Hello new semester! Don’t you just love the buzz around campus this time of year? You know, its that time in the semester where midterms haven’t taken over life yet, the weather is still amazing and you have a whole new batch of stationary to play with. Okay, that last one only applies to me and a handful of very cool people.
It’s also that time of year where I usually make tons of new goals and try extra hard to get this whole studying thing right.
So in my 3rd year, I was really struggling with school, and I went to the Academic Success Centre to explore new learning strategies. I really didn’t know what I was doing wrong and for me, just talking about it with someone whose job is to listen to me whine about how much I procrastinate and then help me fix it was incredibly gratifying.
I booked an appointment first and then I went in to a couple of drop-in sessions after I had actually tried some of the stuff that they had suggested. I highly recommend trying this out at least once in your undergrad career because even if the advice doesn’t specifically help you right away, it’ll definitely get you started thinking about learning strategy.
It certainly got me thinking and these are some of the changes I made in how I studied:
- BCH210 Intro to Biochemistry: I drew out all amino acids and stuck them right beside my bed so I would see them constantly and without even realizing it, I memorized all 20 by my first midterm!
- ANT253 Language and Society: I made cue cards for all the definitions and overlapping concepts. Making these cards turned out to be studying in itself, actually. The tests were solely multiple choice so cue cards helped me compare and contrast!
- PSY336 Positive Psychology: Group study – this really added an extra dimension to my learning. All students think differently and I realized that there were better ways to learn a concept than I had thought. The Faculty of Arts and Science is actually introducing a new program that actually looks really cool, I can’t wait to try it out – Recognized Study Groups!!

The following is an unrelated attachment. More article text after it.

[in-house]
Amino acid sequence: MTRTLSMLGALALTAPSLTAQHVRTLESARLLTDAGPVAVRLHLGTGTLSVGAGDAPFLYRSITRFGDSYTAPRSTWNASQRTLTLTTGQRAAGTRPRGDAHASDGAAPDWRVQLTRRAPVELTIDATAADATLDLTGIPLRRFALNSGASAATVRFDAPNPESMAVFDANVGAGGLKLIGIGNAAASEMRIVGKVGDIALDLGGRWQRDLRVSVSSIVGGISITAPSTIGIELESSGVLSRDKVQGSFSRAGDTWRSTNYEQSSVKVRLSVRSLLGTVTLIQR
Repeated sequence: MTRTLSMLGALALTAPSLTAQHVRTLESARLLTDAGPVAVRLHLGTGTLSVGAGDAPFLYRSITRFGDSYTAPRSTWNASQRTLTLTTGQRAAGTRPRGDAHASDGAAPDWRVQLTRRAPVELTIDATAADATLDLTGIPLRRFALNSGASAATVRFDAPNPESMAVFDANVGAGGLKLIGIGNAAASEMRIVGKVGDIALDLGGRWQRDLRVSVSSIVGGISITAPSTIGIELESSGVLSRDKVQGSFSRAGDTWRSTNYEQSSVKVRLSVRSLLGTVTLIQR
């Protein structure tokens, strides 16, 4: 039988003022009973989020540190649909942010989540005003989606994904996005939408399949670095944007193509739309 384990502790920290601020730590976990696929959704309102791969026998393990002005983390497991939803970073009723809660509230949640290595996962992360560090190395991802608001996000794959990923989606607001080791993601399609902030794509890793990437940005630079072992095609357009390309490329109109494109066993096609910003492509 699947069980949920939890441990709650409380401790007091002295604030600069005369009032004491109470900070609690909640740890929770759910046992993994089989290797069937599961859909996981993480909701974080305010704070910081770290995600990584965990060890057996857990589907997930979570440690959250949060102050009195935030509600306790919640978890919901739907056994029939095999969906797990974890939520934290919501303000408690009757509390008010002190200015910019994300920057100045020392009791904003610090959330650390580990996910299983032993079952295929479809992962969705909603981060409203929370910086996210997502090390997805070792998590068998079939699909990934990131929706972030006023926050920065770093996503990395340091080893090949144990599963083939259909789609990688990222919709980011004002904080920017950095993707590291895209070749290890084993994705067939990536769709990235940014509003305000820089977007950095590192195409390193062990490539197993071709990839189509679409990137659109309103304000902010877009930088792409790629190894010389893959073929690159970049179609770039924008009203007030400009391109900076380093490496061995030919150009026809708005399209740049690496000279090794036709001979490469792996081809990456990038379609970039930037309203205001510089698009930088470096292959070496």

- PSL300 Human Physiology: I started thinking about the bigger picture of the course. I tried to relate each lecture to that one big idea and that really helped keep me on track because when I knew what the overall take-away of the course is, it was easier to see why the small details mattered! (and why I was spending all my Saturdays reviewing 100 slides)
I used this for specific courses and I adapted these strategies for other courses depending on what the course demands were. This just goes to show that there is no “one size fits all” with learning. For example, Jasper wrote this post about how he studies by making most of his notes BEFORE class. (That’s a strategy I have yet to use because I’m super lazy but I’ll keep you posted.)
With all that being said; I’m not a perfect student, I’ve never been a perfect student and I still am working on getting the most out of these strategies. I’ve finished my credits and I can’t say that remember all the course material that I obsessed over semester after semester, but I can definitely say that I’ve now learned HOW to learn.
That was my attempt at imparting wisdom and sounding profound. Now I would like to hear how you tackle studying – leave me a comment, let’s share ideas!